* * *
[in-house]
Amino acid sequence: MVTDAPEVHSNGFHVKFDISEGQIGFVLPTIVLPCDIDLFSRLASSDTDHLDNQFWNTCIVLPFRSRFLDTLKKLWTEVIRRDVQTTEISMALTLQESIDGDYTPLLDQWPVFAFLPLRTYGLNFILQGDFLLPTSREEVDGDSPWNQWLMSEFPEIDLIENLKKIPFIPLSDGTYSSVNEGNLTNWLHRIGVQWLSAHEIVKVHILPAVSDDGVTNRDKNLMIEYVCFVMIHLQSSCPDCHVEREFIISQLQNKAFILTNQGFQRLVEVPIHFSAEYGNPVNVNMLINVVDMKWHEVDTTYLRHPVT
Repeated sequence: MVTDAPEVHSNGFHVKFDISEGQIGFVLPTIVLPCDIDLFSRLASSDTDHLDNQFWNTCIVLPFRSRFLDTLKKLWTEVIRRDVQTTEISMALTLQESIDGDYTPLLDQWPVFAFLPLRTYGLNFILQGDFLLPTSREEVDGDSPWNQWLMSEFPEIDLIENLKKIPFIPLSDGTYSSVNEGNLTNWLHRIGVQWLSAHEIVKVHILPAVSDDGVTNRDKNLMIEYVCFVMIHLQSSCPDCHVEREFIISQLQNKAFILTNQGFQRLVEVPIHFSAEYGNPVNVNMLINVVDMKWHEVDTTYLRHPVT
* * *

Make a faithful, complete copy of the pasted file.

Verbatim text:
[in-house]
Amino acid sequence: MVTDAPEVHSNGFHVKFDISEGQIGFVLPTIVLPCDIDLFSRLASSDTDHLDNQFWNTCIVLPFRSRFLDTLKKLWTEVIRRDVQTTEISMALTLQESIDGDYTPLLDQWPVFAFLPLRTYGLNFILQGDFLLPTSREEVDGDSPWNQWLMSEFPEIDLIENLKKIPFIPLSDGTYSSVNEGNLTNWLHRIGVQWLSAHEIVKVHILPAVSDDGVTNRDKNLMIEYVCFVMIHLQSSCPDCHVEREFIISQLQNKAFILTNQGFQRLVEVPIHFSAEYGNPVNVNMLINVVDMKWHEVDTTYLRHPVT
Repeated sequence: MVTDAPEVHSNGFHVKFDISEGQIGFVLPTIVLPCDIDLFSRLASSDTDHLDNQFWNTCIVLPFRSRFLDTLKKLWTEVIRRDVQTTEISMALTLQESIDGDYTPLLDQWPVFAFLPLRTYGLNFILQGDFLLPTSREEVDGDSPWNQWLMSEFPEIDLIENLKKIPFIPLSDGTYSSVNEGNLTNWLHRIGVQWLSAHEIVKVHILPAVSDDGVTNRDKNLMIEYVCFVMIHLQSSCPDCHVEREFIISQLQNKAFILTNQGFQRLVEVPIHFSAEYGNPVNVNMLINVVDMKWHEVDTTYLRHPVT